Darcy Lockman left her journalism career to become a psychotherapist. Clearly a gifted writer, the decision could not have been easy. But she made it and stuck with it. After earning her doctorate, she needed to intern for a year at a New York hospital, opting for Brooklyn’s Kings County Hospital. As one can tell from her book’s title, Lockman did not know what she was in for.
Brooklyn Zoo, to be released in July 2012, is expertly written: The prose flows, the pacing is even, and the structure is well crafted. As well, the content—the story—is utterly fascinating.
The book’s subtitle says it all. We are not witness to Lockman’s learning about psychology in a classroom or what have you; we are instead witness to her real education—what she learns on the job.
The first of four rotations Lockman must complete is in forensic psychology. She writes:
As it turned out, forensic psychology encompassed all sorts of things, most of them having to do with evaluation rather than treatment. Who knew? The forensic psychologists at Kings County spent the bulk of their time doing fitness-to-stand-trial evaluations, working not out of the hospital but in a small office on the thirteenth floor of the criminal courthouse in downtown Brooklyn. They called it the court clinic.
It was in this arena that Lockman’s education started. Having to listen to psychologically ill defendants describe their alleged crimes, states of mind, childhoods and current circumstances was by no means easy work, even if Lockman did have two doctors and a lawyer present to lead the proceedings. Reflecting upon a particularly ill defendant, Lockman writes:
Illogical thinking is one artifact of psychosis, and the defendants we saw often had interesting ideas about how they’d become ill. Mr. Ruiz…attributed his confusion to a watermelon seed. ‘I swallowed it, and I felt it go up into my head,’ he told us. ‘It’s causing trouble. I feel it there now, and I can no longer think very well. When I was young, my mind was okay, but not now.’ His crime was trespassing, though by his account his trespass was only into his former home… He would not agree to either take a plea or go to trial, and he kept insisting, ‘I can’t pay these people,’ meaning his lawyer, though it was repeatedly explained to him that someone else would cover the expense. Mr. Ruiz was not fit to stand trial.
Lockman had another encounter of note shortly after, when she met a defendant named Grant Carson. When he continually referred to voices in his head, Lockman reasoned he had Dissociative Identity Disorder:
DID always made sense to me; it just seemed like dissociation reaching its inevitable potential. But I’d never before been seated at a metal table across from someone who had it, and I found it perversely exciting.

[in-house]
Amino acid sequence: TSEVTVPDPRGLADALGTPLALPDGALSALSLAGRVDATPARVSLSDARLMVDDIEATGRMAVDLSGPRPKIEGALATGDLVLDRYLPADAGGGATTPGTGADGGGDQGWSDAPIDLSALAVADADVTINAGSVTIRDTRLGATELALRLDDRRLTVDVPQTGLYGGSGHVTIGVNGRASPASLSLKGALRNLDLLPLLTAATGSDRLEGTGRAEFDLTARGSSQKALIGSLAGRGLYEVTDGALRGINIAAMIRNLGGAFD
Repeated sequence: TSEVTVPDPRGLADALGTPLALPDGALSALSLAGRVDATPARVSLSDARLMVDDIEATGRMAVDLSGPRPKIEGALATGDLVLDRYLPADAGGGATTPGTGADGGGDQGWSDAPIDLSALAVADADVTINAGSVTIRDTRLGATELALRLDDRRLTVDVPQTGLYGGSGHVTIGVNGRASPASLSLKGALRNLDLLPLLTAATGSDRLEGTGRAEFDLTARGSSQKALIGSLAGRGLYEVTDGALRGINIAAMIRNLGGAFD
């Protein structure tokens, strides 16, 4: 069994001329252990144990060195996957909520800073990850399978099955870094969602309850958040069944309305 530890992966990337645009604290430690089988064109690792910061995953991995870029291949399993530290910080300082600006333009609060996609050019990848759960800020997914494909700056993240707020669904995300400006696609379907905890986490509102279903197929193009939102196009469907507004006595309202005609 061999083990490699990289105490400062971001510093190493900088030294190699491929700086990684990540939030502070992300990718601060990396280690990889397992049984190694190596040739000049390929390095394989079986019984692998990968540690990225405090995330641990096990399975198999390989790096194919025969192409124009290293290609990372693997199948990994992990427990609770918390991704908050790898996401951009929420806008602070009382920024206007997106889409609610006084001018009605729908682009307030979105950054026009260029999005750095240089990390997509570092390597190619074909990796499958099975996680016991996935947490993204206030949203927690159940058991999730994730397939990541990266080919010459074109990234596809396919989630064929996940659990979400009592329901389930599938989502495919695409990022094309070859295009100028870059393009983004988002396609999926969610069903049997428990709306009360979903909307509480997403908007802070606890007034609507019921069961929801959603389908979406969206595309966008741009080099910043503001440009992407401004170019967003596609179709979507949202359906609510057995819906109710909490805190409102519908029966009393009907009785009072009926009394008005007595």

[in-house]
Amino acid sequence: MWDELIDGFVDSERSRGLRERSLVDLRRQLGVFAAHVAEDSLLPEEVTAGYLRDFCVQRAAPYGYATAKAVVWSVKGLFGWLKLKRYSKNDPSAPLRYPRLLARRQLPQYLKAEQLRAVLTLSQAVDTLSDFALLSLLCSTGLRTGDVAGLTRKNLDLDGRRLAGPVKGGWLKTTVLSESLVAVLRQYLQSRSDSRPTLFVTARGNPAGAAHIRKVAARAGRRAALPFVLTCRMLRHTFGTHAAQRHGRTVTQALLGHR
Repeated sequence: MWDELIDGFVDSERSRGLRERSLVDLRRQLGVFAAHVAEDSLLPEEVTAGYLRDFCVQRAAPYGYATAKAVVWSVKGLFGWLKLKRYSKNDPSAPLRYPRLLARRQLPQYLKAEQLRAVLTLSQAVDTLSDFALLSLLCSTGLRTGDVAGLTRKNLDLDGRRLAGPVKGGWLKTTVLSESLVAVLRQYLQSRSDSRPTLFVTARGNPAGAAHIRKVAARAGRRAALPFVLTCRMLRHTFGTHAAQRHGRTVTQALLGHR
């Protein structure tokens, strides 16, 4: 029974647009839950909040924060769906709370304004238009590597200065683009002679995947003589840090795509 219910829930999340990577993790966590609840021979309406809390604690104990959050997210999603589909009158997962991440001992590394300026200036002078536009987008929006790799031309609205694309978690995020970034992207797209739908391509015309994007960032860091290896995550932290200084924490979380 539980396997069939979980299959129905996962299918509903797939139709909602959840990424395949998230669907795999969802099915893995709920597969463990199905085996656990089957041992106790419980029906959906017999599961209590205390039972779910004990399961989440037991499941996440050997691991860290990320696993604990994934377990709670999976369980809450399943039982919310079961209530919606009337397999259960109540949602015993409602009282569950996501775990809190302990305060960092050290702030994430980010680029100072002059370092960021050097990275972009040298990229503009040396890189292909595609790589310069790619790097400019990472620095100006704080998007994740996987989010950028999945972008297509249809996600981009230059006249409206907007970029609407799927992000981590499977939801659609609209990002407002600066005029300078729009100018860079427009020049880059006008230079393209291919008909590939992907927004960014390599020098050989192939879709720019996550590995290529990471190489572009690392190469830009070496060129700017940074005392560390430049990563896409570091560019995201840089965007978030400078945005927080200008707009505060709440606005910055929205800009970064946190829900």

When she told her superiors of her hypothesis, one was annoyed, knowing they would have to administer a host of tests that would determine what they already knew: this man was unfit to stand trial. Lockman, however, was excited. After two days of testing, the doctors, as well as Lockman, handed in their recommendations. “I had never hoped so vehemently that my recommendations would be implemented,” Lockman writes. We can see her enthusiasm, her love for what she’s doing. Yet mere sentences later, we also see her naiveté disintegrating, her cynicism rising:
…given that Grant still stood accused of holding up honorable citizens at gunpoint on the subway, and that the system had limited resources when it came to mental health care, I doubted he would ever get the therapy he’d need to have any relief. Grant Carson was probably the first person I’d ever met who made me question whether significant relief was always even a possibility. Maybe a person could only take so much. Maybe there was a point of psychological no return.
Not only was Lockman losing her faith in the system so early on, but she was also losing her faith, on a grander scale, in man. For if “significant relief” was for many an oasis, then how could someone like Lockman actually help? How do you lead someone to something that is not there? Moreover, how do you work with a system that, oftentimes, cannot work with you?
Brooklyn Zoo is by no means a fun read. It is, however, an intelligently written, sobering look at what it takes to be a psychotherapist. It is not dense, but it is not light, either. It’s the kind of book you don’t want to rush through; you want to dwell on each chapter, and meditate on Lockman’s experiences to get a fuller sense of what she saw. With a unique voice and a knack for painting verbal portraits, Lockman has delivered a rare gem: a book you may not want to read, but one you should.
Brooklyn Zoo: The Education of a Psychotherapist
By Darcy Lockman
Doubleday: July 17, 2012
Hardcover, 320 pages